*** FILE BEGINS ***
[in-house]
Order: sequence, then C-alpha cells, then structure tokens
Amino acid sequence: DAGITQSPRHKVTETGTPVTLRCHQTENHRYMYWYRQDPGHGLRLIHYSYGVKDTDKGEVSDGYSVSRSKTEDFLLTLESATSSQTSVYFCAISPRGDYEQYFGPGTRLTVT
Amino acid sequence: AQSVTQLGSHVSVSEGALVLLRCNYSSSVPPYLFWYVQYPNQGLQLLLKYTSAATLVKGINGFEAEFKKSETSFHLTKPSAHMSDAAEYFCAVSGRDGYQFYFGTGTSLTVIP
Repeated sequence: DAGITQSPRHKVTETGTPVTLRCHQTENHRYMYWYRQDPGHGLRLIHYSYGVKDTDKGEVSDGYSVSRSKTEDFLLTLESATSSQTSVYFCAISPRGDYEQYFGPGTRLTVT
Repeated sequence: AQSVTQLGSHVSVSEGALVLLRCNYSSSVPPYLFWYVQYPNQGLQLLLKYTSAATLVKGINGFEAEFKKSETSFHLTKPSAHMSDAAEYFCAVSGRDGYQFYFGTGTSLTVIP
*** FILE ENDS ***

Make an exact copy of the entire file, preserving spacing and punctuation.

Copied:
[in-house]
Order: sequence, then C-alpha cells, then structure tokens
Amino acid sequence: DAGITQSPRHKVTETGTPVTLRCHQTENHRYMYWYRQDPGHGLRLIHYSYGVKDTDKGEVSDGYSVSRSKTEDFLLTLESATSSQTSVYFCAISPRGDYEQYFGPGTRLTVT
Amino acid sequence: AQSVTQLGSHVSVSEGALVLLRCNYSSSVPPYLFWYVQYPNQGLQLLLKYTSAATLVKGINGFEAEFKKSETSFHLTKPSAHMSDAAEYFCAVSGRDGYQFYFGTGTSLTVIP
Repeated sequence: DAGITQSPRHKVTETGTPVTLRCHQTENHRYMYWYRQDPGHGLRLIHYSYGVKDTDKGEVSDGYSVSRSKTEDFLLTLESATSSQTSVYFCAISPRGDYEQYFGPGTRLTVT
Repeated sequence: AQSVTQLGSHVSVSEGALVLLRCNYSSSVPPYLFWYVQYPNQGLQLLLKYTSAATLVKGINGFEAEFKKSETSFHLTKPSAHMSDAAEYFCAVSGRDGYQFYFGTGTSLTVIP